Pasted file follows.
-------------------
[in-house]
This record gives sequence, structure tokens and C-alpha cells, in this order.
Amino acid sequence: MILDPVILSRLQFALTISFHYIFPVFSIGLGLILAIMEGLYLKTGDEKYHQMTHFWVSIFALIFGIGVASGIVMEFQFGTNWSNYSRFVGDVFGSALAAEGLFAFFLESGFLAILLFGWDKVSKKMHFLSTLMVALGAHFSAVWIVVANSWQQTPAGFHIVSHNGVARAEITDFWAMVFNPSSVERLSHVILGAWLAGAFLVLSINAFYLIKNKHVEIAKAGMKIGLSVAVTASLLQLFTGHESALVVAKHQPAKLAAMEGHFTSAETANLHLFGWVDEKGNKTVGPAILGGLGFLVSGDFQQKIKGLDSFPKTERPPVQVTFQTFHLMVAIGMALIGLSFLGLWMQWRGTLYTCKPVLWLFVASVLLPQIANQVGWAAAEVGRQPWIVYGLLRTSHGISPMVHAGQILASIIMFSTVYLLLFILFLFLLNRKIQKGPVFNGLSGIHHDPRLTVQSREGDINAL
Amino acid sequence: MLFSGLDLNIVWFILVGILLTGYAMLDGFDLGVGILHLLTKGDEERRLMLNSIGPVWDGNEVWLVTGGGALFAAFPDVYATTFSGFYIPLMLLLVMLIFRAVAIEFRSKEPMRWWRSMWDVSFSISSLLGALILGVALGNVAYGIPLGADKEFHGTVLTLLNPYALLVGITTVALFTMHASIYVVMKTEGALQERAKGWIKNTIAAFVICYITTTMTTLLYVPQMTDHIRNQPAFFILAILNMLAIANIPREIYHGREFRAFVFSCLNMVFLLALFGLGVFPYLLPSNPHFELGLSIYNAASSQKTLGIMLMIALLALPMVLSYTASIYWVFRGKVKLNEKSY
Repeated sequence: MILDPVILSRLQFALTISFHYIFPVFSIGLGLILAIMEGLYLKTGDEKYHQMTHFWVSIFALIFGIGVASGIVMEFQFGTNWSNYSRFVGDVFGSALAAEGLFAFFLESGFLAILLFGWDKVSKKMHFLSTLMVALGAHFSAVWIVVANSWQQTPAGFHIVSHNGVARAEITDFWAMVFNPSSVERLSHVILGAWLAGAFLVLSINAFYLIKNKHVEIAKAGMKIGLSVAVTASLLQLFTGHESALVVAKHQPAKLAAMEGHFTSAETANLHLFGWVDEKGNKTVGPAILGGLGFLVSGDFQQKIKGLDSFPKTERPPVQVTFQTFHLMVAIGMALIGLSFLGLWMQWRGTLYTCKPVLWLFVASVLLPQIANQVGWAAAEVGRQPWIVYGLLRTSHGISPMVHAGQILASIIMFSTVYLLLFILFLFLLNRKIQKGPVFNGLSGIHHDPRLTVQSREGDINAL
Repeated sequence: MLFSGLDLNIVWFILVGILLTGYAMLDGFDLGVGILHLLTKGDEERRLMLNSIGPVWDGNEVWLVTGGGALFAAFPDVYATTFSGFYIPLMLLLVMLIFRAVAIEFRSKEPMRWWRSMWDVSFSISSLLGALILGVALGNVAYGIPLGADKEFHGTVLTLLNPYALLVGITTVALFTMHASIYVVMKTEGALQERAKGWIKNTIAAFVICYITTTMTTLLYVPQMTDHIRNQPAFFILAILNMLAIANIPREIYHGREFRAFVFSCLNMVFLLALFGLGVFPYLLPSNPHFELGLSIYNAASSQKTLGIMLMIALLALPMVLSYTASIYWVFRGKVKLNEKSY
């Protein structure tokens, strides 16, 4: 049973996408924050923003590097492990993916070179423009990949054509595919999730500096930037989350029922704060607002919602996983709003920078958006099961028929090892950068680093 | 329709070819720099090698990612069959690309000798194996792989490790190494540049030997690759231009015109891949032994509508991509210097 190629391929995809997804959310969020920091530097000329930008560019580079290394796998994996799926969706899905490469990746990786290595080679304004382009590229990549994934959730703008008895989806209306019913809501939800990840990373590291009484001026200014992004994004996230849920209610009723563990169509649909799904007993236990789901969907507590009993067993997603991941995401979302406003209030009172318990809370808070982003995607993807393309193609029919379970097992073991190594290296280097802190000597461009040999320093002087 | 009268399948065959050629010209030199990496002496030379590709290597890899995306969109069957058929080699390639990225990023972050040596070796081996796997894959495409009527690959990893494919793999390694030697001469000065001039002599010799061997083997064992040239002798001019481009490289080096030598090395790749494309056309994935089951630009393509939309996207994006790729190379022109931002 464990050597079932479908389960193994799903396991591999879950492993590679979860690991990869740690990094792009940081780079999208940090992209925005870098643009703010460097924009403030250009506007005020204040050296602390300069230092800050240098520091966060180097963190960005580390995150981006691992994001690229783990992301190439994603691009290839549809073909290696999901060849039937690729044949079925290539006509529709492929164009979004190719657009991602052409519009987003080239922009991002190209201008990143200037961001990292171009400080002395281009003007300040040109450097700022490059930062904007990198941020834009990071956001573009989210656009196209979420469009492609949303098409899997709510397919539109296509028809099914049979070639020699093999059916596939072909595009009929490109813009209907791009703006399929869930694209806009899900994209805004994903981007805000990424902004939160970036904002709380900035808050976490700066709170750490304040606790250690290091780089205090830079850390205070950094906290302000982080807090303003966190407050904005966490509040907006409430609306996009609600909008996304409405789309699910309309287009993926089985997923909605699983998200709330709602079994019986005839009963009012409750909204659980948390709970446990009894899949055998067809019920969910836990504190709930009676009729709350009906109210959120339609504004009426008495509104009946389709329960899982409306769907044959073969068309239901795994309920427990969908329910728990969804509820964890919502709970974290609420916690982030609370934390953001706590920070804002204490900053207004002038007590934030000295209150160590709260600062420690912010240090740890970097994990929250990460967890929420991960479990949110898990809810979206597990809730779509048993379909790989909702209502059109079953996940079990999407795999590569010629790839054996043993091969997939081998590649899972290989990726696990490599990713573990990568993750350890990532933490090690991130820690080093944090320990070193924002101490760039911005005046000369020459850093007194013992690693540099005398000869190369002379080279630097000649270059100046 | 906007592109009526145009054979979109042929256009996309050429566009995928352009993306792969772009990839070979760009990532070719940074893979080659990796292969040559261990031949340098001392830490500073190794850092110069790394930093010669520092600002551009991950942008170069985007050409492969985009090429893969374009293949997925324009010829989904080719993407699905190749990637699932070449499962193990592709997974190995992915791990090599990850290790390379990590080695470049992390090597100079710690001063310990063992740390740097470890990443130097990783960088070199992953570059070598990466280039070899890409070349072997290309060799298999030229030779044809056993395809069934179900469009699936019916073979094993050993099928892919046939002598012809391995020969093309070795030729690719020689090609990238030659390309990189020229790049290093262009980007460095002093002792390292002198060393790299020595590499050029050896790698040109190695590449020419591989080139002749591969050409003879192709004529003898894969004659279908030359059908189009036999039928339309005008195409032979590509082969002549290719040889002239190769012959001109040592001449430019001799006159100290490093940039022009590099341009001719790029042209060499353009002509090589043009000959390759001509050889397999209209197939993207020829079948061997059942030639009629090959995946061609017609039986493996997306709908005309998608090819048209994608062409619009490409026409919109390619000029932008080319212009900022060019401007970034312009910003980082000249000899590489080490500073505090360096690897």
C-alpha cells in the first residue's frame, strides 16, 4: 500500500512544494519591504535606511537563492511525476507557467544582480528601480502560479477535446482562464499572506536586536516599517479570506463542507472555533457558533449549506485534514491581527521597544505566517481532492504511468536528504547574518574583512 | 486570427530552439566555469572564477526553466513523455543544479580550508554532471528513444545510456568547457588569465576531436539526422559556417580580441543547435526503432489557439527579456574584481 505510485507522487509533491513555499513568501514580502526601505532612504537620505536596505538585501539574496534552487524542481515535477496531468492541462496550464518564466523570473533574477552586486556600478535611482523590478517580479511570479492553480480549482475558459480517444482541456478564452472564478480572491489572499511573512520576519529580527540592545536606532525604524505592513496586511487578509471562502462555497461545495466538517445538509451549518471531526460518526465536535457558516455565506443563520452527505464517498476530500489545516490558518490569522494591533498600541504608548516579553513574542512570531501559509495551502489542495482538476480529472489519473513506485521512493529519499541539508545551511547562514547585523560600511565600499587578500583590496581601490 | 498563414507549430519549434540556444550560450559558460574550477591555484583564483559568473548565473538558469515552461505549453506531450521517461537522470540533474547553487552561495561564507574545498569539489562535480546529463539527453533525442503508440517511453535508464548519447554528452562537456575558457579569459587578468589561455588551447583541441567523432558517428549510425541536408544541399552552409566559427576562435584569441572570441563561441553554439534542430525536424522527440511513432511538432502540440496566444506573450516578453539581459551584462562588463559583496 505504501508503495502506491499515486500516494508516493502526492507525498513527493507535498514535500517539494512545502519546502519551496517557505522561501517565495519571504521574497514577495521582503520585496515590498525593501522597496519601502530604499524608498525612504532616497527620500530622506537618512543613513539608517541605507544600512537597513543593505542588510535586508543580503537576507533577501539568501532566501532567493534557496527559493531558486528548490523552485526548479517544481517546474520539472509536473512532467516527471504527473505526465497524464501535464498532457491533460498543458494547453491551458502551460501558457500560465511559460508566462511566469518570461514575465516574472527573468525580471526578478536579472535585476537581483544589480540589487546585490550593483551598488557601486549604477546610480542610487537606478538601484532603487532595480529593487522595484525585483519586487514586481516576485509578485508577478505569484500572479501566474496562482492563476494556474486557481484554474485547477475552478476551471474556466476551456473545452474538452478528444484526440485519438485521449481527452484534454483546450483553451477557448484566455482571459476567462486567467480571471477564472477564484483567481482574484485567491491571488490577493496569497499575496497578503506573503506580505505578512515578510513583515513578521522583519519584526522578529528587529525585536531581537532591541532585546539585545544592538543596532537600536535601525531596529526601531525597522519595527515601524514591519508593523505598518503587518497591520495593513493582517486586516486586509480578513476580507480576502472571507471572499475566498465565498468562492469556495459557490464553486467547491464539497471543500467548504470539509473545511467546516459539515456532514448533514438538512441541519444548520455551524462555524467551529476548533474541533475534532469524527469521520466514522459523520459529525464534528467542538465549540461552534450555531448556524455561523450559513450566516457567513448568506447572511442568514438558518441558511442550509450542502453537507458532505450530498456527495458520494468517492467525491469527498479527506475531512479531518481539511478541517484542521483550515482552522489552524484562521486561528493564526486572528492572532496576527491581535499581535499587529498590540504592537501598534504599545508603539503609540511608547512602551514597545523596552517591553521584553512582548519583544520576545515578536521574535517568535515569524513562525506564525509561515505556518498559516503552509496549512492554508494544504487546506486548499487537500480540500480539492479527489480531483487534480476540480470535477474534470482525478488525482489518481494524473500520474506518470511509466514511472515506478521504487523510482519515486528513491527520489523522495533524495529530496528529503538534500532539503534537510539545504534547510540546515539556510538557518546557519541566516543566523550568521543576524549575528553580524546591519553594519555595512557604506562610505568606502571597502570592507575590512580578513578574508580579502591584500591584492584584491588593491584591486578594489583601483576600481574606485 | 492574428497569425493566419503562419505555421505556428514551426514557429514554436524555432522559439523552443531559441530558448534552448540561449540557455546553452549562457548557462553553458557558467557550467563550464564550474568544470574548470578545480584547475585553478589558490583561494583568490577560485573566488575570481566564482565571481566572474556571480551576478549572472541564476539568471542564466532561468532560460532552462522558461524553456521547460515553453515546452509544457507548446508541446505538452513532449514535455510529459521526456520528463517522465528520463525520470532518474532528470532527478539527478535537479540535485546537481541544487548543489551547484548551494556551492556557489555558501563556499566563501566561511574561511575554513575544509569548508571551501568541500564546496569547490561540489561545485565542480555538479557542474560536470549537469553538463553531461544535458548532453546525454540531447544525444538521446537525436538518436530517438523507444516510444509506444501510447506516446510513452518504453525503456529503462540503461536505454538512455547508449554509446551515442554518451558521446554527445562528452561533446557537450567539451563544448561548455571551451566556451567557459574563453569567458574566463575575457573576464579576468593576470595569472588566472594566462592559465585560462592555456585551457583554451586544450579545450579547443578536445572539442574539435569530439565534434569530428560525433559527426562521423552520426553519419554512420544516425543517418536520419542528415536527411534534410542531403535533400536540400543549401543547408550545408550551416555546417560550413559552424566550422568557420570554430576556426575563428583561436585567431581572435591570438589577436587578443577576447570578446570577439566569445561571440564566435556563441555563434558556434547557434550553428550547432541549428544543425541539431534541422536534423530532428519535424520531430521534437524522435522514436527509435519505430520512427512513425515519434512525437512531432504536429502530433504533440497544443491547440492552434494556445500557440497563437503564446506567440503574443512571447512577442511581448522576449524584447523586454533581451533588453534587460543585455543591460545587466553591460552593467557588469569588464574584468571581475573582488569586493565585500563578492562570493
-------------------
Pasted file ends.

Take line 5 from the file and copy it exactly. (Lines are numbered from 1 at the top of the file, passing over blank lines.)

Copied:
Repeated sequence: MILDPVILSRLQFALTISFHYIFPVFSIGLGLILAIMEGLYLKTGDEKYHQMTHFWVSIFALIFGIGVASGIVMEFQFGTNWSNYSRFVGDVFGSALAAEGLFAFFLESGFLAILLFGWDKVSKKMHFLSTLMVALGAHFSAVWIVVANSWQQTPAGFHIVSHNGVARAEITDFWAMVFNPSSVERLSHVILGAWLAGAFLVLSINAFYLIKNKHVEIAKAGMKIGLSVAVTASLLQLFTGHESALVVAKHQPAKLAAMEGHFTSAETANLHLFGWVDEKGNKTVGPAILGGLGFLVSGDFQQKIKGLDSFPKTERPPVQVTFQTFHLMVAIGMALIGLSFLGLWMQWRGTLYTCKPVLWLFVASVLLPQIANQVGWAAAEVGRQPWIVYGLLRTSHGISPMVHAGQILASIIMFSTVYLLLFILFLFLLNRKIQKGPVFNGLSGIHHDPRLTVQSREGDINAL